Google full text of our books:


Suburban Warriors:
The Origins of the New American Right
Lisa McGirr

Book Description | Table of Contents
Introduction [HTML] or [PDF format]


"The strength of her book is her explanation of the growth of the conservative movement through the stories of women and men who moved to the Orange County suburbs . . . Remember welfare? Whatever happened to it? Where did affirmative action go? [McGirr explains] their demise and that of many other ideas that seemed so permanent, so much a part of a national consensus, in 1964."--Bill Boyarski, Los Angeles Times

"This work captures the politically charged yet modest middle-class culture that gave life to the conservative movement. . . . McGirr has provided an elegantly written analysis of the Right which will reshape historical understandings of the conservative movement for some time to come."--Gregory L. Schneider, Weekly Standard

"A focused, stimulating account that demonstrates that many of the best contemporary works of the Sixties are about the rise of the Right."--Library Journal

McGirr is enlightening, offering much solid research on the devoted beserkers who seized the Republican Party in 1964 to foist Goldwater on an unwelcoming nation. . . . McGirr has uncovered something important about the activists of the right."--Todd Gitlin, Boston Review

[McGirr] treats her subject with commendable fairness . . . deeply informed with dozens of interviews and serious archival work. . . . Suburban Warriors is a welcome addition to contemporary American history. It is the first long look at activists who have been woefully understudied given their influence on the course of recent politics."--Brian Doherty, Reason

"A groundbreaking work of scholarship."--John J. Miller, National Review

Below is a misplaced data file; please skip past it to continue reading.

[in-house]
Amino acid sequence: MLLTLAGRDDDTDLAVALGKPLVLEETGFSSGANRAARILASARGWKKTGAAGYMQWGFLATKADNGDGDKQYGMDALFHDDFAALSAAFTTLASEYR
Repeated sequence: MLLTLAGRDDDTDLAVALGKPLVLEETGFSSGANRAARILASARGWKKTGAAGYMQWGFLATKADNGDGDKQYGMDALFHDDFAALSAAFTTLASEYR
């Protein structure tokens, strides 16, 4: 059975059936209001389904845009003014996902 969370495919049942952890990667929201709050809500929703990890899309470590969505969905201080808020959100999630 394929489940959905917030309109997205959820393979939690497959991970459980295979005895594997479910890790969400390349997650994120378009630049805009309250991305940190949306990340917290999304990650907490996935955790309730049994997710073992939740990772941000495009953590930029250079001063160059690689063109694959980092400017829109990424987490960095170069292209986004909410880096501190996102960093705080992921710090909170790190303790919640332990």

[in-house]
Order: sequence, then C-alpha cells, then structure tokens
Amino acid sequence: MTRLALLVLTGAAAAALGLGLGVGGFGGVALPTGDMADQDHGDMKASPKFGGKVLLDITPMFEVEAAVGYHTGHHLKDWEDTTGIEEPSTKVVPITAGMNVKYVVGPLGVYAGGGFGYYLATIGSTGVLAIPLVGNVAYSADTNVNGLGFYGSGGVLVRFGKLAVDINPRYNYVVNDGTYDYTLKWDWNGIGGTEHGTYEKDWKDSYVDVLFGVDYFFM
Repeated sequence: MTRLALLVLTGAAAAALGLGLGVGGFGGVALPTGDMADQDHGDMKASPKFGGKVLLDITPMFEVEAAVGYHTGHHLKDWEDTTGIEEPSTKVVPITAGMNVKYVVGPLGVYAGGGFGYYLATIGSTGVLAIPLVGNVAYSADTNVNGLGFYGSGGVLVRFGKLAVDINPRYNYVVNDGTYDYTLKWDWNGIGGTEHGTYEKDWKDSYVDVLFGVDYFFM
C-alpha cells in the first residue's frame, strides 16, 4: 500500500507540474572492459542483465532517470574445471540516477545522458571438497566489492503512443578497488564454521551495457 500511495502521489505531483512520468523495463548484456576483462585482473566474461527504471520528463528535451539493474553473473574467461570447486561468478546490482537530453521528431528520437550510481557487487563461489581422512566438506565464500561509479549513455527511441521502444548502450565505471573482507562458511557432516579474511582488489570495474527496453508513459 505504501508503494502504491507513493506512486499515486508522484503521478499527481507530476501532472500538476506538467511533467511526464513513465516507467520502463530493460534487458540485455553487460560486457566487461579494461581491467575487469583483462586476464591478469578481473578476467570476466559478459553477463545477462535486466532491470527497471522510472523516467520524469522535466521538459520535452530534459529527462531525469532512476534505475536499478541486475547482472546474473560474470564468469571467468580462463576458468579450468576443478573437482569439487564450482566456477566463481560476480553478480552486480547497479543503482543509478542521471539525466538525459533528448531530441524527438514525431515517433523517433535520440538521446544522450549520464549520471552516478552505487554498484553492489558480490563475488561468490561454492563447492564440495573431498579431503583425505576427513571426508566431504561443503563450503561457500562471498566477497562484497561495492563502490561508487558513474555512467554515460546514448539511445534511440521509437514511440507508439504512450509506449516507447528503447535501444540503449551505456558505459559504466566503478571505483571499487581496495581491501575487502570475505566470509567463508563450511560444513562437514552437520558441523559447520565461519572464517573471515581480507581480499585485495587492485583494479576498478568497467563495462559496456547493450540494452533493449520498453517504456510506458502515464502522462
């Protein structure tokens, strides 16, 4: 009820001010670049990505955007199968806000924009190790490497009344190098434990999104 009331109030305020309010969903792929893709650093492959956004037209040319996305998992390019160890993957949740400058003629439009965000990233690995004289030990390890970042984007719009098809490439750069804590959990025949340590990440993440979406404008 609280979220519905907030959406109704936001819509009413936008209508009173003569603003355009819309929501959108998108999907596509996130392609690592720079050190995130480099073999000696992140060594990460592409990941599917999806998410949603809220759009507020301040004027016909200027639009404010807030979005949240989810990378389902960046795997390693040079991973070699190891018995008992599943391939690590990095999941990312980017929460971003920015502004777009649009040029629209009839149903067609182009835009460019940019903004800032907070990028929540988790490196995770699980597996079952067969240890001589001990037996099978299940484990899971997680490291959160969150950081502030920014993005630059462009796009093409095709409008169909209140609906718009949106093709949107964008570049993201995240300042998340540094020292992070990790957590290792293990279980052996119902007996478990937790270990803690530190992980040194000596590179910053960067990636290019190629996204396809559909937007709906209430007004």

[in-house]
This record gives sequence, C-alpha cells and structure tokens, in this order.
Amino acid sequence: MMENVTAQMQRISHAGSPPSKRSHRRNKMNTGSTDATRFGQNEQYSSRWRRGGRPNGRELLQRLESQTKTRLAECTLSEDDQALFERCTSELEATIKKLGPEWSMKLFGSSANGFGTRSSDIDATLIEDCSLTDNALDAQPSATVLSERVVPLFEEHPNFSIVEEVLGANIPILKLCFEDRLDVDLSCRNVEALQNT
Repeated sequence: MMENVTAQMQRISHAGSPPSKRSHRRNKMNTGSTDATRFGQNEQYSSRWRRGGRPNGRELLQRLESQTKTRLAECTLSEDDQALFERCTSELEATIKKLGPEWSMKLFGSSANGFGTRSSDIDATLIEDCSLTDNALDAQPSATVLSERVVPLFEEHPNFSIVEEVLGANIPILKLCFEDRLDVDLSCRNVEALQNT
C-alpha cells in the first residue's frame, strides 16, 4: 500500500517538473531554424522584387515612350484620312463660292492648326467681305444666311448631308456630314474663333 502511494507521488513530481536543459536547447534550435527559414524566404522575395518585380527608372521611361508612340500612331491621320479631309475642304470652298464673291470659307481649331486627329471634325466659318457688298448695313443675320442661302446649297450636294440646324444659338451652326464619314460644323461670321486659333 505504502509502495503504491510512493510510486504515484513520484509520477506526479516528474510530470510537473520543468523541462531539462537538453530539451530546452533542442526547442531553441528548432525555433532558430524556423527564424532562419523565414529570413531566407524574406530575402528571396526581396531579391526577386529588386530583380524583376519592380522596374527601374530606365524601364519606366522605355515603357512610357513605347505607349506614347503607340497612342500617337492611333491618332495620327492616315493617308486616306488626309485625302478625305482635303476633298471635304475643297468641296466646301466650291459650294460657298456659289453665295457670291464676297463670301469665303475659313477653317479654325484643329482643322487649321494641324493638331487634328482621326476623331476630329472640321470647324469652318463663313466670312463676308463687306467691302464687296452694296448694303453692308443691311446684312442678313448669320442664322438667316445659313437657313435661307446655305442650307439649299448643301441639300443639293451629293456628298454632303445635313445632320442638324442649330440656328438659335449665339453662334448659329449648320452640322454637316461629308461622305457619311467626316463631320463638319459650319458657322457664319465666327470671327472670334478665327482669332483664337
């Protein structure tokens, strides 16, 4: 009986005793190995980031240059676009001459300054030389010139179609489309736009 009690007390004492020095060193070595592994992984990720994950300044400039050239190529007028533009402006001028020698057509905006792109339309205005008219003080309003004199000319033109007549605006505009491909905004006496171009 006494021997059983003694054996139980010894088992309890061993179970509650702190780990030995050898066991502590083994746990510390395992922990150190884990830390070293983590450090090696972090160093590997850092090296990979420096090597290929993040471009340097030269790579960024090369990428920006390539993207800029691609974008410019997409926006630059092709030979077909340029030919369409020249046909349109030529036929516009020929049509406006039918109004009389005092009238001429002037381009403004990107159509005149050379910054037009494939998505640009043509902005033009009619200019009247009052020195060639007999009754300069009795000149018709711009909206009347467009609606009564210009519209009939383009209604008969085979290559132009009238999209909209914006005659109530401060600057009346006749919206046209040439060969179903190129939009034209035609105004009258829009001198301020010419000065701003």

"Should be read by anyone interested in American political developments of the last four decades. . . This is a fair-minded book from which both the Right and its opponents could learn a great deal."--Duane Oldfield, Journal of Church and State

"Suburban Warriors is an excellent example of the value of combining political with community history."--Mary C. Brennan, The Journal of American History


"A landmark study that will enlighten anyone who cares about the evolution of American politics since World War II. With Lisa McGirr's thorough, sophisticated, smoothly crafted exploration of Orange County conservatism, the history of the modern Right has finally come of age."--Michael Kazin, Georgetown University, coauthor of America Divided and The Populist Persuasion

"In her impressively researched, gracefully written book, Lisa McGirr convincingly demonstrates that historians, who have been preoccupied with the Left in the 1960s, need to develop a deeper comprehension of how conservatives in places such as Orange County reconfigured American political culture. Readers will find her attempt to understand them, rather than dismiss or condemn them, both rewarding and challenging."--William E. Leuchtenburg, University of North Carolina at Chapel Hill

"Something happened to the Republican Party in the 1960s, changing it forever. How did a crypto-liberal, Northeast-dominated, establishment-oriented party become a populist, counter-liberal crusade? Here's the story: exhaustively researched and presented with telling analysis and narrative verve."--Kevin Starr, State Librarian of California

Return to Book Description

File created: 4/21/2017

Questions and comments to:
Princeton University Press

New Book E-mails
New In Print
PUP Blog
Princeton APPS
Sample Chapters
Princeton Legacy Library
Exam/Desk Copy
Recent Awards
Princeton Shorts
Freshman Reading
PUP Europe
About Us
Contact Us
PUP Home

Bookmark and Share